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Wednesday, 19 July 2017

Two nights` worth of trapping...

I had the traps out in the garden both last night (Tues, 18/7) and on Monday night (17/7), with four additional traps also out on Monday - one in a suburban garden in west Llanelli and three in mixed woodland nearby. However, the latter effort was n`t really worth the effort in terms of results.
Some common migrants were around, mostly in the home traps, with numbers of silver y`s reaching 9 last night (Tues) with 3 dark sword-grasses; also singles of diamond-back and rush veneer (as trap captures). Incidentally, I noticed good numbers of the regularly immigrant hoverfly Scaeva pyrastri yesterday evening whilst `dusking` at Machynys, Llanelli, as well as two more diamond-backs, all perhaps brought in on the strong south-easterly winds. Large yellow underwings totaled 42 in my two garden traps last night and they made the usual nuisance of themselves by disturbing other moths, causing them to become rather worn. Large numbers of small water boatmen filled my actinic (but not the MV) and, before I forget, this year has seen huge numbers of one of the smaller caddis flies in my traps.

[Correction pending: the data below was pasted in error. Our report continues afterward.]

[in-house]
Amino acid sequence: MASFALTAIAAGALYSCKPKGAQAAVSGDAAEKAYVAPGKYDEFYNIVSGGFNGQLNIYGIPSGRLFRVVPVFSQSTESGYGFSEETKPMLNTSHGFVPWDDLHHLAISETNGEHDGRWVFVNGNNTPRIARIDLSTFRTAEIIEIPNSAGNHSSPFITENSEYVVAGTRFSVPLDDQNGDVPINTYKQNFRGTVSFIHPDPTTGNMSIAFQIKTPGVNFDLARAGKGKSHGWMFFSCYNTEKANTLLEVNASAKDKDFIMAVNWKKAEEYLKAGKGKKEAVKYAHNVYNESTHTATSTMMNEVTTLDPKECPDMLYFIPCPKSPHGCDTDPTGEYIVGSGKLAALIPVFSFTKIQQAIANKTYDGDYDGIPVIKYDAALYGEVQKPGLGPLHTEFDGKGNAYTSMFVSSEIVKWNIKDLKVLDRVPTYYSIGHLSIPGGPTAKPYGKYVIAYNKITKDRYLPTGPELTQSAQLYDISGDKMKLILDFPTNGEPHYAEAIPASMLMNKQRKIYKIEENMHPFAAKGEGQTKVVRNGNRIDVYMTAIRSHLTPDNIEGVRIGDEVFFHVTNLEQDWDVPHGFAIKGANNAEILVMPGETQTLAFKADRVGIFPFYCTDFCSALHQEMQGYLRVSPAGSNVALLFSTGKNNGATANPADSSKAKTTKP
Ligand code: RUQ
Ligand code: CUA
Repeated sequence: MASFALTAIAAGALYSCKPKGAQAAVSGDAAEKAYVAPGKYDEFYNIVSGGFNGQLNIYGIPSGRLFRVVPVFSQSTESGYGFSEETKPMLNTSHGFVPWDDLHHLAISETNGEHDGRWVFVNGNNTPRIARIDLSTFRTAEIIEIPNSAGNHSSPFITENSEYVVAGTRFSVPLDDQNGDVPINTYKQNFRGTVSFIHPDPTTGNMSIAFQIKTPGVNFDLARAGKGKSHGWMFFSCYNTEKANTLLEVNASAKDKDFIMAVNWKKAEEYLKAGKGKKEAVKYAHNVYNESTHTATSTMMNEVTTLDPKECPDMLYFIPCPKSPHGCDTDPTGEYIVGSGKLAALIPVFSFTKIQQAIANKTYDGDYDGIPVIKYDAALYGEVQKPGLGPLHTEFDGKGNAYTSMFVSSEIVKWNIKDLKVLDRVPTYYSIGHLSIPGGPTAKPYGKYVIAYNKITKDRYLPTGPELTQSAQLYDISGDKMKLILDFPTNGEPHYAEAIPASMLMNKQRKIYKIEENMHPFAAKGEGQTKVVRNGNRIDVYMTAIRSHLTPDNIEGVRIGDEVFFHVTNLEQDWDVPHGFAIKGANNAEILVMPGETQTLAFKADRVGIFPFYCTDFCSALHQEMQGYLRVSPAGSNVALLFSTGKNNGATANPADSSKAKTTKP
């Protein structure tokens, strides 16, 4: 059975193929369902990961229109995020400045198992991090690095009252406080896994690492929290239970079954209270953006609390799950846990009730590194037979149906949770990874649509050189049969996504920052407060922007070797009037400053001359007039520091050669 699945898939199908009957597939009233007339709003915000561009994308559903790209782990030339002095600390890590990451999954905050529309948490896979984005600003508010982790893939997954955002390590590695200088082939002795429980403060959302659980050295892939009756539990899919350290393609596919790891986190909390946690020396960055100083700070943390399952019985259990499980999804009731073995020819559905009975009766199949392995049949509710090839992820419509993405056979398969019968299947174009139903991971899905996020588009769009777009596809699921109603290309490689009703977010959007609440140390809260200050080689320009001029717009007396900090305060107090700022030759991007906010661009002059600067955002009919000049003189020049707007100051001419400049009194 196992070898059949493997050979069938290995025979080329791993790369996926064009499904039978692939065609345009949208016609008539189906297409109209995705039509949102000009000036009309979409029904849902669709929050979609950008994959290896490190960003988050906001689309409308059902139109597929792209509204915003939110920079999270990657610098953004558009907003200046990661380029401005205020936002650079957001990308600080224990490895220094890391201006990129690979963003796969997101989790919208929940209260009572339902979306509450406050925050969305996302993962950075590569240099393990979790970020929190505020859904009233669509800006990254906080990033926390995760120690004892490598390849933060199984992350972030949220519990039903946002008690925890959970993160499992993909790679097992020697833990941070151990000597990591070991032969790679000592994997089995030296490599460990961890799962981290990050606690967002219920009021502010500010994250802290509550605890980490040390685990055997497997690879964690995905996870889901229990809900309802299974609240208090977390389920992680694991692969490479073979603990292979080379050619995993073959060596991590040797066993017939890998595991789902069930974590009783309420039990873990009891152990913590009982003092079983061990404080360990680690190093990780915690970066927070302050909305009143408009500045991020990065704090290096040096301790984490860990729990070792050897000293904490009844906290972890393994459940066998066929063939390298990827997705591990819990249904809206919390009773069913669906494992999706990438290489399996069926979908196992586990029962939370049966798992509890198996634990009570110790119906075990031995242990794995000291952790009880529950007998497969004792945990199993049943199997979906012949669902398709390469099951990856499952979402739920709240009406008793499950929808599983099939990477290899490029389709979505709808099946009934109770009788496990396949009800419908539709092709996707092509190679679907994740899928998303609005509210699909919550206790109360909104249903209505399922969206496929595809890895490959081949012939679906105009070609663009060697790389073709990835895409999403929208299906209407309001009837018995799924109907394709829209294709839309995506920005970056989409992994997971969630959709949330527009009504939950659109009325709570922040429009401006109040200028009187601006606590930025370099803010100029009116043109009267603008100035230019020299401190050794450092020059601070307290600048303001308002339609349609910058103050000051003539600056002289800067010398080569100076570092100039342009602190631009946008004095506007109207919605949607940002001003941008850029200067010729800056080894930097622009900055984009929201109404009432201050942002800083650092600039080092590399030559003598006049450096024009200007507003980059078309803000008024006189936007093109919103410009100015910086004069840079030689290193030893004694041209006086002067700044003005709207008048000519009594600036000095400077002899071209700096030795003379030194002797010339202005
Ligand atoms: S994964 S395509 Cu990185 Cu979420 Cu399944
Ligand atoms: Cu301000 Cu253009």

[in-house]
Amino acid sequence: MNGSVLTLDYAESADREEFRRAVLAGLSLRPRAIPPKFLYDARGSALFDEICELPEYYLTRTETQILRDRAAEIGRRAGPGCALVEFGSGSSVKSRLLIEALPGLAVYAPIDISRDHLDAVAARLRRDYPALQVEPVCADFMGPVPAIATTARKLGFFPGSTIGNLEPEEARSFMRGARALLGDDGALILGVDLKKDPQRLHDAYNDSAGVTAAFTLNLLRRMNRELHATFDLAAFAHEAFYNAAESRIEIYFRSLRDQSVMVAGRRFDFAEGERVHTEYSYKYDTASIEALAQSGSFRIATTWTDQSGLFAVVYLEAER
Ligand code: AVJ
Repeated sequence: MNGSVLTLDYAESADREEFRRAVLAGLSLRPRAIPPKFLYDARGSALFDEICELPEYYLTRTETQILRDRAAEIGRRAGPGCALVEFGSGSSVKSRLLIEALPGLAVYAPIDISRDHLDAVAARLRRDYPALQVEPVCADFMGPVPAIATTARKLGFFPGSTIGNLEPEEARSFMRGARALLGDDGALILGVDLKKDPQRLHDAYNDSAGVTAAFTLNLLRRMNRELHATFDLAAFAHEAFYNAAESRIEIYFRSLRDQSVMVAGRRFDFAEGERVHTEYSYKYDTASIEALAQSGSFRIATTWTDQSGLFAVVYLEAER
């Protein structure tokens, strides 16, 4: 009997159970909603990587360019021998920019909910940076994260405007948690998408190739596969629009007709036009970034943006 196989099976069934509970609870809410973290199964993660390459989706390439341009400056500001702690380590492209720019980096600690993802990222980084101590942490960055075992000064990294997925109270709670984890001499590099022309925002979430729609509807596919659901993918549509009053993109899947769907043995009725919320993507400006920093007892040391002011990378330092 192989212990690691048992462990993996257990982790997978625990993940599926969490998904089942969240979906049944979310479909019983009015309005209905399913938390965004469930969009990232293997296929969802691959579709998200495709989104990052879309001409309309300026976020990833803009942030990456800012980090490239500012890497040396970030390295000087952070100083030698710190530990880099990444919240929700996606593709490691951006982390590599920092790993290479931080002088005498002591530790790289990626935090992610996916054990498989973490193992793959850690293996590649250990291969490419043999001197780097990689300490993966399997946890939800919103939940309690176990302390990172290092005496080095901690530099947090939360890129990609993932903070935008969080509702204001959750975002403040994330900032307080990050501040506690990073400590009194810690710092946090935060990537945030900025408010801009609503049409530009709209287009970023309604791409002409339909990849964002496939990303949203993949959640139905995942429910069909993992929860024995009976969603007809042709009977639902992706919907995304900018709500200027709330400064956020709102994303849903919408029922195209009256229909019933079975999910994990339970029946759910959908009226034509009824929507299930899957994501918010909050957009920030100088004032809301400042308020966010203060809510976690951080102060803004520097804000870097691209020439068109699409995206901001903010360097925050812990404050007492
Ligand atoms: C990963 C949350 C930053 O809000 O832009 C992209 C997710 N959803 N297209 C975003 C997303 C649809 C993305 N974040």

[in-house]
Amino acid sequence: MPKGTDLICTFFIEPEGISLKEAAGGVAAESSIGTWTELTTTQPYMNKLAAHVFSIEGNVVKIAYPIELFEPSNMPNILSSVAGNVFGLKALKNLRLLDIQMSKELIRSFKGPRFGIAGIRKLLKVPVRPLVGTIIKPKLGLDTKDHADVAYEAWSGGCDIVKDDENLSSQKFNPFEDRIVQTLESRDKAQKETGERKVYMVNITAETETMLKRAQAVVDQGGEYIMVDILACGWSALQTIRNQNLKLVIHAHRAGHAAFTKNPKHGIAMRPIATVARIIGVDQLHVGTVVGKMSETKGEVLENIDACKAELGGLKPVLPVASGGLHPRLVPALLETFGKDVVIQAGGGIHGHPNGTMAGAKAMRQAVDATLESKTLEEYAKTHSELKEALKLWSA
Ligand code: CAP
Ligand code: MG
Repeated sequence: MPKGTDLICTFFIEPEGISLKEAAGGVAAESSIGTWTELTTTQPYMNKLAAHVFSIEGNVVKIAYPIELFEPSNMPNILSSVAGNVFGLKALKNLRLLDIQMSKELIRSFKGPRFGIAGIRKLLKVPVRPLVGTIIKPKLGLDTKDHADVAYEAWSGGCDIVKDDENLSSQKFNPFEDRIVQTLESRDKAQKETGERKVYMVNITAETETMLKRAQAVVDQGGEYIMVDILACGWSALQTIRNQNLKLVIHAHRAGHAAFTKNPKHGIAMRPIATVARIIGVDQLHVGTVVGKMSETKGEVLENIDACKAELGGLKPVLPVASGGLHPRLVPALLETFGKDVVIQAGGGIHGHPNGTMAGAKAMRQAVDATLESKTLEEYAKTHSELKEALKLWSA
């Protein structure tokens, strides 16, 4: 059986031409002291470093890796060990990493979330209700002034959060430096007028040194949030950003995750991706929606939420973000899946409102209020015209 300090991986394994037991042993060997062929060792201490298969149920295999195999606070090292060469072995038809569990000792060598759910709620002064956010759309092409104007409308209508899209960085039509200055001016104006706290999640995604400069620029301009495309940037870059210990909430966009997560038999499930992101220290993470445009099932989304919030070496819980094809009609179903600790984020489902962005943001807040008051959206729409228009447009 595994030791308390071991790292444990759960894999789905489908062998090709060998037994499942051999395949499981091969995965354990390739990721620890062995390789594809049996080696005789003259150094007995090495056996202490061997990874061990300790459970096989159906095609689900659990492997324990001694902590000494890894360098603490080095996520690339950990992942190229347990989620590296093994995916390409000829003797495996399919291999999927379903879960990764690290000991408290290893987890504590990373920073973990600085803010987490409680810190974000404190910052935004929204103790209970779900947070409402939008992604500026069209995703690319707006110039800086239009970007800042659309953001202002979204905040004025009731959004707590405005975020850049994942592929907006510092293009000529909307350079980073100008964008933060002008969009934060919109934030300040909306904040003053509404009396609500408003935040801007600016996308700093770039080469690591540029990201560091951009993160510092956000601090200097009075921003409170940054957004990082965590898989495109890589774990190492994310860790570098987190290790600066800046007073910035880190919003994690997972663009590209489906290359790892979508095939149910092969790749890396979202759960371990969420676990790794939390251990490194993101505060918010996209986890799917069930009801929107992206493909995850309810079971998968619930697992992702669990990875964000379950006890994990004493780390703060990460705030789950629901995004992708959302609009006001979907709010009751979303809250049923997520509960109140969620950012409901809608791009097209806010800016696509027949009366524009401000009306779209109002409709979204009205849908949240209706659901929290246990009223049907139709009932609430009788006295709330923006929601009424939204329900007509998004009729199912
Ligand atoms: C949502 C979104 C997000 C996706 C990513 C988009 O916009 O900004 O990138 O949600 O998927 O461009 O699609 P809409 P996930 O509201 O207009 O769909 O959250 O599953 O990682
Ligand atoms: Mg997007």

As for other moths, four-spotted footmen were in my garden traps as well as in the other suburban actinic (and in one of the woodland traps); a slender brindle turned up in one of the garden traps (I have a `record shot` poor pic of a worn moth - blame the LYUs!); black arches and dun-bars were FFYs in several of the traps. Six Freyer`s pugs were in one of the woodland actinics located near some cypresses.
The proximity of my garden to wetland areas resulted in the usual good numbers of ringed China-marks, some water veneers and a massive wetland pyralid of which more below.

Above: this female Donacaula forficalis matched the scale line given in Chris Manley`s book for Schoenobius gigantella, but the concavity of the termen (back end of the wings) suggests the former species - unfortunately!
        Above: ringed China-marks are regular and often quite numerous in my garden traps.
                Above: this white-line dart probably came from the adjacent coastal grasslands.
Above: my first female four-spotted footman of the year; I`ve had males in the trap on several occasions.
Above: new (I think) for my garden was this Eudemis profundana, a moth associated with oak. Strangely, I did n`t record it in my woodland traps on the same night!
Above: again in my garden, Zeiraphera ratzburgiana, associated with spruce and other conifers.
Above: I`ve mentioned a hoverfly species already and here`s another one but, this time, caught within my garden actinic. It`s the effective bumble-bee mimic hoverfly Volucella bombylans.

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